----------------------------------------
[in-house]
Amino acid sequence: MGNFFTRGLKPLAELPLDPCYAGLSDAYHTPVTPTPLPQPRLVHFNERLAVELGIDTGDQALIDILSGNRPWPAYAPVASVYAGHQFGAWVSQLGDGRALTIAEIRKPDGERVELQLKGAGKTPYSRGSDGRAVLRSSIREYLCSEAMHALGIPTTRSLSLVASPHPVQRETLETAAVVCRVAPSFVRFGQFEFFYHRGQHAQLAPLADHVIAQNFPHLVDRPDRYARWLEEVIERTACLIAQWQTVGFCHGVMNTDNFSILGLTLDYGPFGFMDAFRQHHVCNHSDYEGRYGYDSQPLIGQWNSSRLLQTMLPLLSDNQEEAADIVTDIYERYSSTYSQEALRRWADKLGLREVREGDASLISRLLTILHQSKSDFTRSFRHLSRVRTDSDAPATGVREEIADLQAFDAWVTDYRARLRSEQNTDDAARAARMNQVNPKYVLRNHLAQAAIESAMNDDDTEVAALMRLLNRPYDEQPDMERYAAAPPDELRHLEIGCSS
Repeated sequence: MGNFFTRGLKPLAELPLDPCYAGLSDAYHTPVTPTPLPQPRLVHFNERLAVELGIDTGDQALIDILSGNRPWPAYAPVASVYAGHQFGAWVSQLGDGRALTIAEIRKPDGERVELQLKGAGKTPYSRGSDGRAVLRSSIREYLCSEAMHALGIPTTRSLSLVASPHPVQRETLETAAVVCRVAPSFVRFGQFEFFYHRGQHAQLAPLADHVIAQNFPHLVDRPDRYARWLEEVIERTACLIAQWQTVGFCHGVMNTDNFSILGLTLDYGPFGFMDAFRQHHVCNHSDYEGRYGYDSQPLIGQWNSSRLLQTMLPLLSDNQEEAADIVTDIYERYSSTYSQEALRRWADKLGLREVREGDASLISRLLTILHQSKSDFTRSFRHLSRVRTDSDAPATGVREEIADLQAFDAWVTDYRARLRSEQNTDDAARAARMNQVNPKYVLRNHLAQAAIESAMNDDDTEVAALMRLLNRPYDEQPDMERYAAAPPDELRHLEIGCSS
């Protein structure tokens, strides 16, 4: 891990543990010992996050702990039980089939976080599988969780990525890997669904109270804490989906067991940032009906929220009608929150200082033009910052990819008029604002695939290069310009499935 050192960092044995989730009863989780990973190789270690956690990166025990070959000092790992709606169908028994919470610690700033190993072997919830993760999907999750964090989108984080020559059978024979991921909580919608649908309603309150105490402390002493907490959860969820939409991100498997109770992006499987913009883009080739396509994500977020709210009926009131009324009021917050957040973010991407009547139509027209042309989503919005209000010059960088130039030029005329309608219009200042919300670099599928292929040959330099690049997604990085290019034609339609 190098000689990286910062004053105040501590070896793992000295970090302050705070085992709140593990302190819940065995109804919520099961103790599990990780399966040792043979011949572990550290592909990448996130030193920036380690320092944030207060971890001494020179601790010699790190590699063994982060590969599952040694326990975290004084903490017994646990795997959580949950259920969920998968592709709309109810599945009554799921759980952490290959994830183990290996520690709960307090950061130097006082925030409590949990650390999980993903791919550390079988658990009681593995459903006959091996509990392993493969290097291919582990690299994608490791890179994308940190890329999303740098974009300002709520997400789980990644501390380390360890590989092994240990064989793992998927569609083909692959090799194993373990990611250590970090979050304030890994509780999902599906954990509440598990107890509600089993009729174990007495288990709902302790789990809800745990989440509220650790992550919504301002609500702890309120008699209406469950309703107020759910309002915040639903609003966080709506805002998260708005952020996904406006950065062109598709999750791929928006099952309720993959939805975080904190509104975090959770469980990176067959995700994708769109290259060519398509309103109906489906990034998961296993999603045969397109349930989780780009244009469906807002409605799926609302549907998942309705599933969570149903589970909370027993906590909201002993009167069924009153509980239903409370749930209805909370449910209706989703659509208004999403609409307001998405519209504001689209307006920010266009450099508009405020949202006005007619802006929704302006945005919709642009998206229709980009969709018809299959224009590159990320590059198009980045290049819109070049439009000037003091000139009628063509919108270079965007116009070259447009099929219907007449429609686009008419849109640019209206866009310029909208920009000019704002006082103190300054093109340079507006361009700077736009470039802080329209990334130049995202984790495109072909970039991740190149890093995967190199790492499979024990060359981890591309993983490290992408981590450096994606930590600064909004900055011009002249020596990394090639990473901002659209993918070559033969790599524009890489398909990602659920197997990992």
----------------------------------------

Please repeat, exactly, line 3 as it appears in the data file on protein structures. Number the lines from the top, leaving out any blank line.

Repeated sequence: MGNFFTRGLKPLAELPLDPCYAGLSDAYHTPVTPTPLPQPRLVHFNERLAVELGIDTGDQALIDILSGNRPWPAYAPVASVYAGHQFGAWVSQLGDGRALTIAEIRKPDGERVELQLKGAGKTPYSRGSDGRAVLRSSIREYLCSEAMHALGIPTTRSLSLVASPHPVQRETLETAAVVCRVAPSFVRFGQFEFFYHRGQHAQLAPLADHVIAQNFPHLVDRPDRYARWLEEVIERTACLIAQWQTVGFCHGVMNTDNFSILGLTLDYGPFGFMDAFRQHHVCNHSDYEGRYGYDSQPLIGQWNSSRLLQTMLPLLSDNQEEAADIVTDIYERYSSTYSQEALRRWADKLGLREVREGDASLISRLLTILHQSKSDFTRSFRHLSRVRTDSDAPATGVREEIADLQAFDAWVTDYRARLRSEQNTDDAARAARMNQVNPKYVLRNHLAQAAIESAMNDDDTEVAALMRLLNRPYDEQPDMERYAAAPPDELRHLEIGCSS